Adirondackers getting poorer, older - and offspring are leaving

Local governments continue to be the primary sources of employment.

"There are regions in the central part of the park where basically no residents can qualify for a mortgage because property values are so high and income is so low," Johnsburg Supervisor Sterling Goodspeed said this week. "The whole report presents a pretty dismal picture of the park."

Nearly 70 percent of home-sales in Hamilton county are to second-home buyers.

The study consists of 15 "modules" which assess quality of life indicators like potential employment, population age, land use and the availability of public services.

"The differential between median income and housing cost was the most striking," Farber said. "This area is defined by second-home buyers, so the property values are not defined by median income like they are in most areas."

The two-year study has been conducted by the LA Group of Saratoga.

"Newcomb is one of the demographically oldest towns in the state," Goodspeed said.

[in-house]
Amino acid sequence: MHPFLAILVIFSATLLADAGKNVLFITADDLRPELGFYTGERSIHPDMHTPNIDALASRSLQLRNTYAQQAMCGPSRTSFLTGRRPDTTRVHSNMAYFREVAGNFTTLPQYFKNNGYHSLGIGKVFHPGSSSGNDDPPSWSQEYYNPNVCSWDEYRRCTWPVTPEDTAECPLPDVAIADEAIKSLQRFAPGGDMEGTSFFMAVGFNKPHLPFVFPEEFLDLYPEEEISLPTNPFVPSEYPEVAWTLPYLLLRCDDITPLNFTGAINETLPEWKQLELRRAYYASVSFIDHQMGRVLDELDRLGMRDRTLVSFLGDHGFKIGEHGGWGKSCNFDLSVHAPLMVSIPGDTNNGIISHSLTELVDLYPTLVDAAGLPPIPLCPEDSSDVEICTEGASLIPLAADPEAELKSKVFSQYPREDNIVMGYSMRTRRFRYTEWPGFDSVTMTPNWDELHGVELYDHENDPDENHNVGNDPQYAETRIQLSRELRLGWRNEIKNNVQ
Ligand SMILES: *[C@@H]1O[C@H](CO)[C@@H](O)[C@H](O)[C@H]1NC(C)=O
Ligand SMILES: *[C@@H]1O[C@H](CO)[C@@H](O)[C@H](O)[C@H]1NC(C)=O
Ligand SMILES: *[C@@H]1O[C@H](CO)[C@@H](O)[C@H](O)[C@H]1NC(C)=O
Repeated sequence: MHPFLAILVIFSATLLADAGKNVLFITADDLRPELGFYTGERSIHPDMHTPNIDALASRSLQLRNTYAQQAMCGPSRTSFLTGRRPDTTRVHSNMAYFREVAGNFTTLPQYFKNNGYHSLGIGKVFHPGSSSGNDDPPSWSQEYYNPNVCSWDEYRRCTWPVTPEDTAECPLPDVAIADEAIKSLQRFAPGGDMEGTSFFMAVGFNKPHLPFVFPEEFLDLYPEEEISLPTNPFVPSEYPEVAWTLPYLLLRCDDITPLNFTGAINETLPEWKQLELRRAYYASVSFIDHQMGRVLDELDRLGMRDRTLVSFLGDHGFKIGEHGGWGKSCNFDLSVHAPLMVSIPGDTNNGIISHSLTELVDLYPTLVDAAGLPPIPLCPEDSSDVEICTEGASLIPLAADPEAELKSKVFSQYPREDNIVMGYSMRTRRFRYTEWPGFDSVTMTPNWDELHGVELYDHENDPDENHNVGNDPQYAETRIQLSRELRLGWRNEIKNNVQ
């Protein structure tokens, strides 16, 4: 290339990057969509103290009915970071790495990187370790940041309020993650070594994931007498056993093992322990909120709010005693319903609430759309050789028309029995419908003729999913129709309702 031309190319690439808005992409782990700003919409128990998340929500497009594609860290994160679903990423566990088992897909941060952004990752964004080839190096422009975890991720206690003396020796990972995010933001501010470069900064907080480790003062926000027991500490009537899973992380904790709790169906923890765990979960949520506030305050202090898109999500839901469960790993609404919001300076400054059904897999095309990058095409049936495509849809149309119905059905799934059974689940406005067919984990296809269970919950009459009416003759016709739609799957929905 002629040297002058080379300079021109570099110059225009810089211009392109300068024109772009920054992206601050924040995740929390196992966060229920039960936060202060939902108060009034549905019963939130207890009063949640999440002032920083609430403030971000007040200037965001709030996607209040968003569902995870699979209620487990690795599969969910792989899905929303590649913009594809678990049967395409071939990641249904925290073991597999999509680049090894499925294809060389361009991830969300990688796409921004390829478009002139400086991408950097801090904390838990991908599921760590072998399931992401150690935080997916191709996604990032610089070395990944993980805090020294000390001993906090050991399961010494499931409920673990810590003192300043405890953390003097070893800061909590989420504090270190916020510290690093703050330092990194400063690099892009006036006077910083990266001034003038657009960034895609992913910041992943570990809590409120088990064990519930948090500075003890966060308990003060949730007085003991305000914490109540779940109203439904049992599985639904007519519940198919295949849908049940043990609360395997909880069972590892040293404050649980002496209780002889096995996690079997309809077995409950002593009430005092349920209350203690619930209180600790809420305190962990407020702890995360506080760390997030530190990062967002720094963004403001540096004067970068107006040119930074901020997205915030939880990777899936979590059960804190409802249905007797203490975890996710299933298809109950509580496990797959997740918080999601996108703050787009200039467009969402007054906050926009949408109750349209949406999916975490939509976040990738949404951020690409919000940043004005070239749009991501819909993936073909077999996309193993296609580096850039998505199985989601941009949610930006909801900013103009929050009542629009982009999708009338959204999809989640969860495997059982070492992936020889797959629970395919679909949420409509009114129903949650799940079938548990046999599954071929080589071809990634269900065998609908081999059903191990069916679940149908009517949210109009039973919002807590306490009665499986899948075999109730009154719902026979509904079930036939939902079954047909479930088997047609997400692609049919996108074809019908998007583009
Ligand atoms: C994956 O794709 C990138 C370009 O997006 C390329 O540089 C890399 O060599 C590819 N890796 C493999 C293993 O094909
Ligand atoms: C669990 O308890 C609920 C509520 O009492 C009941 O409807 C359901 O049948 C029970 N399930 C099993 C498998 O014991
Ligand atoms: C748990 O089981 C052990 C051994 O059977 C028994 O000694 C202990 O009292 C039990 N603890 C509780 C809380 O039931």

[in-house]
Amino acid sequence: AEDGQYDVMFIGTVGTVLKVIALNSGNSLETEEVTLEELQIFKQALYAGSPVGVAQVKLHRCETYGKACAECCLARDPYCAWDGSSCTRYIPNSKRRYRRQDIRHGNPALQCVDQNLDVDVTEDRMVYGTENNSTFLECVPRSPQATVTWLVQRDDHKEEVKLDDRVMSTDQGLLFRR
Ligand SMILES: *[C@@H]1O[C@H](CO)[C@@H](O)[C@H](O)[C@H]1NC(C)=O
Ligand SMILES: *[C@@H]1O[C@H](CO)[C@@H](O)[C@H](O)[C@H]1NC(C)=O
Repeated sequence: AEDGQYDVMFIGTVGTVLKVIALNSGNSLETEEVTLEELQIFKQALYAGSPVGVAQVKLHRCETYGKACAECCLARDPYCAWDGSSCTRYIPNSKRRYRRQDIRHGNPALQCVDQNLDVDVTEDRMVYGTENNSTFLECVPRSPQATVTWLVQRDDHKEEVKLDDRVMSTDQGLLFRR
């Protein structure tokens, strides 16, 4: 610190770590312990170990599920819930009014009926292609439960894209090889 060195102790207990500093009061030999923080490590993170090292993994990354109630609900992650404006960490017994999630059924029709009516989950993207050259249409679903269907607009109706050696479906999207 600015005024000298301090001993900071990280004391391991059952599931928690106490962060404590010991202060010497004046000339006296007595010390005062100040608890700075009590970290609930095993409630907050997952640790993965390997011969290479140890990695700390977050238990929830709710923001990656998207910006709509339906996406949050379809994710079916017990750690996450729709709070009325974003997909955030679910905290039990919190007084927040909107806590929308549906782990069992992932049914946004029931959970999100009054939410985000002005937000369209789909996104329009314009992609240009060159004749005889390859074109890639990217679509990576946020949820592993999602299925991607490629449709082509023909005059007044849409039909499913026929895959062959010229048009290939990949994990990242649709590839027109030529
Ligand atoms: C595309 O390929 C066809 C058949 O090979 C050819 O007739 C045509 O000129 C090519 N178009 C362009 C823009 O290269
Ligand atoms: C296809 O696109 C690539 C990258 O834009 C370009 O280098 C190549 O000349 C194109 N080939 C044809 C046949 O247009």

For local politicians, finding a balance between environmental conservation and economic viability is the key for the survival of area communities and the Adirondack culture.

"We have to find a way to make these forests working forests," Farber said. "I think the environmental organizations have had some success attracting youth to the park through internships - this is something we should be looking into."

When completed, the study will include town by town information of each of the 103 participant communities, officials said.

Vote on this Story by clicking on the Icon


Use the comment form below to begin a discussion about this content.

Sign in to comment